I was recently reviewing some eLearning conferences planned for 2011; Learning Technologies, ASTD International, Masie’s Learning, Learning Solutions Conference & Expo and a few others, and the one thing that kept popping out at me was “Social Learning”. There were several tracks in each conference that addressed the “What, Why, How, Who” of social learning.
It looks like social learning has been claimed to be one of the two top focuses of learning today (the other being mobile learning, which I’ll cover in another blog).
So let’s look at learning in general and the three main modalities through which it can be imparted. There’s the traditional classroom training, online elearning and now social learning. We all know the advantages of elearning over classroom training, but most students of elearning courses find that even with the best courses, there is a missing element that could have further enhanced the learning effectiveness. What they miss in elearning courses is social interaction with other students and the teacher. Hence the key to enhancing learning effectiveness is to blend social interaction with elearning.
And now, with the latest technologies, social interaction within elearning courseware is easily achievable. Elearning can now include online discussions, polls and debates through blogs and other online forums. The Course Administrator can use Twitter feeds for course updates. The course itself can have links to various podcasts, videos and even online multiplayer games to enhance learning. However, like with elearning in general, the key rule for creating meaningful social interaction within a course is setting the learning “context”. Without the context being set, it is difficult to keep the interaction focused on the topic. Some other tips to keep in mind when integrating social interaction with elearning are:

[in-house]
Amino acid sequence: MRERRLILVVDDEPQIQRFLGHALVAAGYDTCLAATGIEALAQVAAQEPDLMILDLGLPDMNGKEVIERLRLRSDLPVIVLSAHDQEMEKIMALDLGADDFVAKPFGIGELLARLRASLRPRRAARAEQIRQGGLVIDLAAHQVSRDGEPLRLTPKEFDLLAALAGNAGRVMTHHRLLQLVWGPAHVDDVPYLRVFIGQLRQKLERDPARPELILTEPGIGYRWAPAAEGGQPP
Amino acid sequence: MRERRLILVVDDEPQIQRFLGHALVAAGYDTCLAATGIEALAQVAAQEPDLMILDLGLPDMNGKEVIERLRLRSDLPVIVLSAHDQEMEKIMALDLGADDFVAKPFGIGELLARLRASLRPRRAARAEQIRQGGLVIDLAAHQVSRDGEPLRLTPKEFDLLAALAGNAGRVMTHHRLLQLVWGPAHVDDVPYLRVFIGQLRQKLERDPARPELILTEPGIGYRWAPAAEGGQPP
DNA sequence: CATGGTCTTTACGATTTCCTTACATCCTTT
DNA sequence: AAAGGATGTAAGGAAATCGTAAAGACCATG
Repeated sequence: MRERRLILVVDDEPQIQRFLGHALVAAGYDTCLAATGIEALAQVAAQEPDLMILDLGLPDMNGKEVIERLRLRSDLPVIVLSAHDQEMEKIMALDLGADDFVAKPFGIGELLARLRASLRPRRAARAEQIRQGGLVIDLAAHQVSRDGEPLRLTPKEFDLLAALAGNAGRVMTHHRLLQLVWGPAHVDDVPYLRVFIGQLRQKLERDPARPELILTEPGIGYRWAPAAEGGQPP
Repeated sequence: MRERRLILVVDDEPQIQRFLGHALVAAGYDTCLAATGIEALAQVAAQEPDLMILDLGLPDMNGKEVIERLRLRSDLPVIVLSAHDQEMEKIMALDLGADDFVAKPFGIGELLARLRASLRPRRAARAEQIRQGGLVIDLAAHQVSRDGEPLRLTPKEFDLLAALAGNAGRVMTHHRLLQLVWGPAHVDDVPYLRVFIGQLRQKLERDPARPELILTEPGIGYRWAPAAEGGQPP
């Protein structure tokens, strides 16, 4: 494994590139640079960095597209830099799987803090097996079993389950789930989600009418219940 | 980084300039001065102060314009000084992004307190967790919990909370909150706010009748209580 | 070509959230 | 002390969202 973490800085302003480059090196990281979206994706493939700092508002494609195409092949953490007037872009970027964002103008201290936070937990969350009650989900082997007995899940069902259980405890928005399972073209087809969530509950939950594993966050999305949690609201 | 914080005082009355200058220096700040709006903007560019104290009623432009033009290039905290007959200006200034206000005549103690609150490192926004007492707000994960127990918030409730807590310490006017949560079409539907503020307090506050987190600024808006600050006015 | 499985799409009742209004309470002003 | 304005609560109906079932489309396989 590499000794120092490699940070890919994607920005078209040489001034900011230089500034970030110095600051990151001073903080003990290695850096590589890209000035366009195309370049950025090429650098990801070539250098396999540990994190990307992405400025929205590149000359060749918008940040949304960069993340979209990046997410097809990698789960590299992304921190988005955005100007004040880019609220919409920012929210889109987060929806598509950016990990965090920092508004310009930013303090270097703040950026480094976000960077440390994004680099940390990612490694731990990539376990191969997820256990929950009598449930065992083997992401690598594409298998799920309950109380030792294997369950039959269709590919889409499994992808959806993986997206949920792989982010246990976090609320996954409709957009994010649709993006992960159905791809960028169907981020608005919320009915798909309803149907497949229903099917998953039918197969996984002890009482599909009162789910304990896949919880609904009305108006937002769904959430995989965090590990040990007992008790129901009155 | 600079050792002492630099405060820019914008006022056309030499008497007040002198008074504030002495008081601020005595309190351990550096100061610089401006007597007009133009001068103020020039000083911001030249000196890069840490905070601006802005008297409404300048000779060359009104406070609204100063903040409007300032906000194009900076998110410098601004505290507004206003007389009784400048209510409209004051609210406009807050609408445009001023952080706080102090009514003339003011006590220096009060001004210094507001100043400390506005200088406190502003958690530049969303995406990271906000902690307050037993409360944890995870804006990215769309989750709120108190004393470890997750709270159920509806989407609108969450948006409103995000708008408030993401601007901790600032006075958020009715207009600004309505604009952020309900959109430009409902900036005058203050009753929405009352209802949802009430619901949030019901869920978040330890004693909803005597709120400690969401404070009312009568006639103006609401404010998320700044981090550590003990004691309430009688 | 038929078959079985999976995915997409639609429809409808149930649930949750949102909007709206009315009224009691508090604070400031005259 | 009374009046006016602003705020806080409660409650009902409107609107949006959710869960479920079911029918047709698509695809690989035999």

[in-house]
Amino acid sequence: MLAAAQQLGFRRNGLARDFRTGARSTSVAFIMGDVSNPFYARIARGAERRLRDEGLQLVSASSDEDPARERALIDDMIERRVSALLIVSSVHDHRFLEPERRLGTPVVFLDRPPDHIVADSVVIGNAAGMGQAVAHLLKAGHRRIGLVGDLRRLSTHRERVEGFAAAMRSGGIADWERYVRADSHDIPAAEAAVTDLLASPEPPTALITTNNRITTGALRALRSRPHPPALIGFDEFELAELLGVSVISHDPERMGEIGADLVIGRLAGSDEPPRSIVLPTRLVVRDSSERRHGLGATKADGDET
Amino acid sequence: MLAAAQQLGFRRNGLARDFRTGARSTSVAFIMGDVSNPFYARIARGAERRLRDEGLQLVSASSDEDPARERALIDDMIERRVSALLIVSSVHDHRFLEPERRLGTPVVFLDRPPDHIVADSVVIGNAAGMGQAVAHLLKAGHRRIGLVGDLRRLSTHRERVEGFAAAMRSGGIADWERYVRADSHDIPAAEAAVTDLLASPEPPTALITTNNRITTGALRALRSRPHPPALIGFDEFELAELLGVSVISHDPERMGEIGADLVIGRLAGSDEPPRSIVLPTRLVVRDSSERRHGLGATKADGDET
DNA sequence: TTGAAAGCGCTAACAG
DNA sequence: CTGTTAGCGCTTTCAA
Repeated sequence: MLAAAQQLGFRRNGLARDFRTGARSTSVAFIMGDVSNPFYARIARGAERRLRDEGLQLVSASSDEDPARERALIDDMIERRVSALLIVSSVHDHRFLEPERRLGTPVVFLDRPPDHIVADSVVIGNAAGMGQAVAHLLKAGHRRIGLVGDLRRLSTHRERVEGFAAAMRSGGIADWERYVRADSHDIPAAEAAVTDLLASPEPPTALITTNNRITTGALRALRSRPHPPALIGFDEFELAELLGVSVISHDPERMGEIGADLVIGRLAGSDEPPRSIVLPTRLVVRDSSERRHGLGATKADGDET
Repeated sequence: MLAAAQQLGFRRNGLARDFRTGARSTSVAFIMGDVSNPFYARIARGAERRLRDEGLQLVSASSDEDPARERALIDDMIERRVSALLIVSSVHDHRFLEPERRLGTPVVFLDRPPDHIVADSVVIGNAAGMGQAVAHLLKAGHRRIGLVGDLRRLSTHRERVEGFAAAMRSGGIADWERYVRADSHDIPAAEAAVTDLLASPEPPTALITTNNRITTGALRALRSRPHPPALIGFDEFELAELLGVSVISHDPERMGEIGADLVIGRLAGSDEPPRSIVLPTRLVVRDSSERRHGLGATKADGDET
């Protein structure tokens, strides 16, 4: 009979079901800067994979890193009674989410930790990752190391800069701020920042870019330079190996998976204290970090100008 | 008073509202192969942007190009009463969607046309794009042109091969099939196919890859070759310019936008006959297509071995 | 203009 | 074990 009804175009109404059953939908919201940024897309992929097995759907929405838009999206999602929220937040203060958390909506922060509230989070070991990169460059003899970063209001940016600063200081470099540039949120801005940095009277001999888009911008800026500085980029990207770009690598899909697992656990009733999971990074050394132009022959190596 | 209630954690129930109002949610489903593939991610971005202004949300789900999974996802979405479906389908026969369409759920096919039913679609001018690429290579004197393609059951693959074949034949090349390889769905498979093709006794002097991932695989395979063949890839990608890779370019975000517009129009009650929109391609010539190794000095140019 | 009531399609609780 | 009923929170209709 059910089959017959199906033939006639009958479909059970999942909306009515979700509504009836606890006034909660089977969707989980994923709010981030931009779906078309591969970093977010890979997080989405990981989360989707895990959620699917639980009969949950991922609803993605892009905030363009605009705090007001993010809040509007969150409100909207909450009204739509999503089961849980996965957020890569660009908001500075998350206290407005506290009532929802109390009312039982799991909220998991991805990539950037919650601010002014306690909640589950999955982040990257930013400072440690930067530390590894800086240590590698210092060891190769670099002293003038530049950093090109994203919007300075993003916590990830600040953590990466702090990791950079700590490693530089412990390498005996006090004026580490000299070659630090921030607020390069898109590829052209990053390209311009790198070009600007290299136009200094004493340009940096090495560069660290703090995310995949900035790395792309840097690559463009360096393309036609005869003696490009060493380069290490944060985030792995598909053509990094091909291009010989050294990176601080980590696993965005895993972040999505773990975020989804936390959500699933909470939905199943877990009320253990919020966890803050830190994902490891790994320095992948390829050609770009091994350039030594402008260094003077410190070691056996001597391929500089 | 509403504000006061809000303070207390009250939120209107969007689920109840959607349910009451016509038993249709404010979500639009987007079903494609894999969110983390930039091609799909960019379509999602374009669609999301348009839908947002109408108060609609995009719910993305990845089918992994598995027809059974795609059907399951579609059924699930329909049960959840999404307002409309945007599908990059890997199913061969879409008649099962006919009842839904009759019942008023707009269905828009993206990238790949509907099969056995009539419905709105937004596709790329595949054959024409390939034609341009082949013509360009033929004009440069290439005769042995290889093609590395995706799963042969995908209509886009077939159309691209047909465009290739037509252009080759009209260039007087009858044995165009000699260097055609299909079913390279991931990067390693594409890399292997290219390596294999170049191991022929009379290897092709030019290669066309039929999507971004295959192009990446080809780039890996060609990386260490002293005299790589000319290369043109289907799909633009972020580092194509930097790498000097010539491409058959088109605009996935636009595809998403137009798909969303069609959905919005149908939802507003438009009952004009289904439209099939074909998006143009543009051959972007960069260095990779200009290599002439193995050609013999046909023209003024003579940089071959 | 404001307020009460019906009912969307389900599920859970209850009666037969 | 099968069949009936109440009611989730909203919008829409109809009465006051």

- Ensure that the social interaction is moderated – The role of the Course Administrator is critical so that the interactions are supplemented with more information, answers and clarifications.
- Keep debates and discussion simple and don’t link them with further learning topics in your elearning course.
- Encourage blogs, comments on blogs, RSS feeds from the blog.
- Keep the instructor’s blog posts short and ask students to comment on them.
- Link to podcasts, videos, articles or other online reading material from the blog post as well as from the course.
- Avoid integrating chat with social interaction – like I said, social learning can be effective only when it is in context with the learning material and online chats will only take learners away from the context and thus away from learning.
- Try to use only free social interaction tools – Blogs, networking sites and other forums where learners don’t have to “download” or “install” anything. They can just log on and start interacting!
So go ahead, fill in the missing element in your elearning courses and tell me what your learners say!